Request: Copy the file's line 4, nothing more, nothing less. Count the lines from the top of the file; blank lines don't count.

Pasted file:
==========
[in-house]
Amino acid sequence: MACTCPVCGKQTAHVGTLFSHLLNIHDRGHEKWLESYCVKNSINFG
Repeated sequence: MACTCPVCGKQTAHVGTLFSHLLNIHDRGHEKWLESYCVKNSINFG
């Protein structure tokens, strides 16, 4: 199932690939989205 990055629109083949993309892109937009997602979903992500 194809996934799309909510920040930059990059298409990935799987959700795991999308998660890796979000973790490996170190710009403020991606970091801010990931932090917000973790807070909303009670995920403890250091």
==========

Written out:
């Protein structure tokens, strides 16, 4: 199932690939989205 990055629109083949993309892109937009997602979903992500 194809996934799309909510920040930059990059298409990935799987959700795991999308998660890796979000973790490996170190710009403020991606970091801010990931932090917000973790807070909303009670995920403890250091």